What did your husband’s urologist recommend?

What did your husband’s urologist recommend?

Patient’s Wife Terry Sommerhauer Transcript

Opening Title: What did your husband’s urologist recommend?

Actually, I called him from… I was at work and I called him and he gave me the news while I was at work that he had cancer. And it was something I never expected and it was pretty emotional thing for me. He told me some of the specifics that the urologist had told him about that he’d need to have surgery, and that’s before we understood anything really about prostate cancer. I couldn’t have even told you at that time what a prostate did. So, that weekend, it was like a cram session on the internet, and I was really worried because this could have a major impact on our life, the side effects of the treatments, and I was worried, while I was worried that my husband number one, was going to be alive. That came first but if he could…if we could avoid treatment the more I read and studied on the internet, the longer that we could avoid some of those bad effects the better because again I had faith that … that things are continuing to develop and there will be more options in the future.

So I questioned the doctor about my husband’s specific scoring… Gleason score, because the way I had read the results there was one core out of 12 that was positive, 5% of that core was positive, and of that 5% of the one core only 10% were ranked a Gleason 4. So I said it seems to me this is a very low 7, and maybe it’s not that aggressive, and he said a 7 is a 7, and a 7 needs to be treated and he said that because of my husband’s age, he was at the time 62, that he was too young for radiation because if he went on radiation then he would likely get bladder or rectal cancer in the future, he said that he was not a candidate for active surveillance, and really his only choice was to have the prostate removed and the sooner and better. I asked the doctor if… about support groups in our area of the East Bay, and he said oh support groups, he said that’s just for the guys that have problems as a result of treatment, he said the other guys they go on with their life and they don’t go to support groups.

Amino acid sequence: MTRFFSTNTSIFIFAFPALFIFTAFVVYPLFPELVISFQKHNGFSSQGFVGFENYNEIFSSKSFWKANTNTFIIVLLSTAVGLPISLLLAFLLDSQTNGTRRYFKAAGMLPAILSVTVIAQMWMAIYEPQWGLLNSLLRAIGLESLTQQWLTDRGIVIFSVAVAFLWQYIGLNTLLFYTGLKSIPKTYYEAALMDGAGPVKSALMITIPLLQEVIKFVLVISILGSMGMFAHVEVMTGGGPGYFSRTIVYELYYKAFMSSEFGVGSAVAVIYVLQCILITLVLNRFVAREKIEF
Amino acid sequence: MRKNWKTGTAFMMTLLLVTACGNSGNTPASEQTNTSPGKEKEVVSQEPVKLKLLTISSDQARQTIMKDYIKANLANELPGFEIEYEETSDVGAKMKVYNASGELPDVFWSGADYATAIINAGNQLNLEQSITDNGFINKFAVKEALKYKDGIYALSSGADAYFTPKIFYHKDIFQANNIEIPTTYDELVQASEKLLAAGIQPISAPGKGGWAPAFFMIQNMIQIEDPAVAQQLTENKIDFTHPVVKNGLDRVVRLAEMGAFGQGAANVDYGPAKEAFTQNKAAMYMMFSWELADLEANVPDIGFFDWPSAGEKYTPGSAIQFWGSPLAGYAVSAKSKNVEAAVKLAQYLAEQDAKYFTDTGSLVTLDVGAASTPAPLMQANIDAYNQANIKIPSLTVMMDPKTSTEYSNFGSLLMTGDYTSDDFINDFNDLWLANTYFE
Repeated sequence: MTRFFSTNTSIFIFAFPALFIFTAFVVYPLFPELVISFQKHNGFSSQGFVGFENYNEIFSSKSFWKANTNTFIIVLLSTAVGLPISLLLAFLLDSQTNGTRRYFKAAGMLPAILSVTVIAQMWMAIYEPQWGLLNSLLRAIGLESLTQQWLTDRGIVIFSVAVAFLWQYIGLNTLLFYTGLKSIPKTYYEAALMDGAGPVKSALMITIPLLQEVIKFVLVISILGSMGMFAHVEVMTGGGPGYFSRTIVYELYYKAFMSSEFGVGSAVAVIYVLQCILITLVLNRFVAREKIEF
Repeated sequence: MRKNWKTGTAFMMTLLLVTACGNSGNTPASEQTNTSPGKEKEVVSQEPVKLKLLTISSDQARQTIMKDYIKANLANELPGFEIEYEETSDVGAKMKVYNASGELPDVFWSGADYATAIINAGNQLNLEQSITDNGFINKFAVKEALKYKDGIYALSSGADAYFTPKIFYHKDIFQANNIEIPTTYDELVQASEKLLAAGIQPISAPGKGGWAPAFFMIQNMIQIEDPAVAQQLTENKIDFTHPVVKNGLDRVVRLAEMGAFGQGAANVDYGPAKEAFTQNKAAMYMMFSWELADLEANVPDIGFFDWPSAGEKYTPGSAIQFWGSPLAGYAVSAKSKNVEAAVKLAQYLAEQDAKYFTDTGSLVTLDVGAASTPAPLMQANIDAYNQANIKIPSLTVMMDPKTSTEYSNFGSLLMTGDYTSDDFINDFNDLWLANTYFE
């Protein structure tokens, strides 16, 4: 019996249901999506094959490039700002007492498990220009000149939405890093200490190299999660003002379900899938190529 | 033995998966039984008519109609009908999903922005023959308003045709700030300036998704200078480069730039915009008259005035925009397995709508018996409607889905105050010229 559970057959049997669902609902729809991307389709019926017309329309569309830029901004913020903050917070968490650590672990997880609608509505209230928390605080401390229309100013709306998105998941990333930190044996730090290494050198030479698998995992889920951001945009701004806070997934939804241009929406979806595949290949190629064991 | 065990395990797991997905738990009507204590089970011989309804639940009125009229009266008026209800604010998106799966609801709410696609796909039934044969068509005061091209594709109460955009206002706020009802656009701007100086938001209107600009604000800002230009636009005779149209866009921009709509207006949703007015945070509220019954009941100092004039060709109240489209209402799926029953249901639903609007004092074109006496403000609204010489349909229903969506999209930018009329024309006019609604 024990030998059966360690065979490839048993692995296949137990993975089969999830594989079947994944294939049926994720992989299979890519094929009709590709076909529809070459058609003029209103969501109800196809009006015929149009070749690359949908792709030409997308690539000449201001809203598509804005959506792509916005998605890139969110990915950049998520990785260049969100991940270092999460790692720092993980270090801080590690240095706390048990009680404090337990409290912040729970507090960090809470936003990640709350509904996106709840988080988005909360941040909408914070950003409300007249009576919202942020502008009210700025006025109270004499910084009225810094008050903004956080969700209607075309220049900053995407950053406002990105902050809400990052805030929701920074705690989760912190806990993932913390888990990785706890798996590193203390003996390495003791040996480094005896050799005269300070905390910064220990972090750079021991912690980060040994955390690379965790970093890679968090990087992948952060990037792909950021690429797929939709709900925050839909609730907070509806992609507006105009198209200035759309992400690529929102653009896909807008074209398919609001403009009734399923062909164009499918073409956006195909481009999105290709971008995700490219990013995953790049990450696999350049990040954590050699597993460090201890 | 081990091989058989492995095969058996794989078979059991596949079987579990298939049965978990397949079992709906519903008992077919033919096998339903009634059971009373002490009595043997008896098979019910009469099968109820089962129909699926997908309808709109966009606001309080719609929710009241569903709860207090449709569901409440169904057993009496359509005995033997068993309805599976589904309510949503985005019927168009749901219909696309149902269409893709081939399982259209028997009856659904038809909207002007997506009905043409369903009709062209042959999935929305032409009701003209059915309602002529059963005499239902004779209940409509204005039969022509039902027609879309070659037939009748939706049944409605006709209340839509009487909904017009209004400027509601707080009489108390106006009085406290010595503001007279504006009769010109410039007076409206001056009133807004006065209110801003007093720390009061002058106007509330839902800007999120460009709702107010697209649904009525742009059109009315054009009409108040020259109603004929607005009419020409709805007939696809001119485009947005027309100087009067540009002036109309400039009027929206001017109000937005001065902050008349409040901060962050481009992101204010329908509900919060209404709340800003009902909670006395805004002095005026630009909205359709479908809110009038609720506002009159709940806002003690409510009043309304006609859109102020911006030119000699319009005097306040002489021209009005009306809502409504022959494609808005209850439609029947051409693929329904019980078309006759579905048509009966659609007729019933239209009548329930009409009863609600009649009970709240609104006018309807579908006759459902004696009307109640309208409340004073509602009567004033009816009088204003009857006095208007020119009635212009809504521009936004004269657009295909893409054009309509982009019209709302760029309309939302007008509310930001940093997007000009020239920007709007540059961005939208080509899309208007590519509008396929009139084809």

I asked about we had an upcoming trip to Europe, and it was a very special trip that we had been planning for over a year, and I asked him, at that point it was June and the trip was in September, and I said could we postpone the surgery until after the trip, the surgery that he was was proposing, and he said, well, you can we wait till after the trip, but he said twenty years ago when I was working at Stanford, my father had prostate cancer and we postponed a big family trip so that he could be treated, and I often wondered today, his father at that point was 80 something, whether he would still be alive if they had gone on that trip. So he told me on one side, yes you go ahead on the trip, and on the other side he was saying, you might be killing your husband. And then we got through maybe three or four of my questions and the answers were very rapid and then he more or less cut me off, he said I don’t have time for all these questions, and this was something that could affect the whole rest of our life, and he didn’t have the time to answer my questions, and then as we were leaving, the appointment, even though we had said we didn’t want… we weren’t interested in surgery quite yet, he handed my husband a little card with a persons’ name to schedule a surgery.. he wasn’t listening to us at all.

I think sometimes in our case I was the researcher in this whole venture I was on the computer sometimes at 2 in the morning, and you can’t just go, you have to be informed yourself, and can’t just go with what that urologist says, the first urologist… and I‘m glad that we were able to be on active surveillance for these last two years.

Closing Title: Centers with dedicated Active Surveillance programs are often the best resource

Spouse Terry Sommerhauer recounts how her husband’s urologist urged surgery as the only safe option.
Spouse Terry Sommerhauer

In 2012, Terry’s husband Ed was diagnosed with prostate cancer. Terry, a CPA, accompanied Ed for a consultation with his urologist who strongly urged immediate surgery. Terry’s research had shown active surveillance as a possible option. Ed and Terry followed up with a 2nd consultation at Stanford University where active surveillance was indicated as a viable alternative. Afterwards Ed and Terry had a 3rd consultation at the University of California at San Francisco. A multi-parametric MRI at UCSF did not detect cancer and Ed enrolled in the UCSF active surveillance program. Terry recounts how Ed’s original urologist had emphasized prompt surgery as the only safe option. Ed has done well om the active surveillance program at UCSF for 3 years.
Video reviewed and approved by Terry and Ed Sommerhauer, August 1, 2015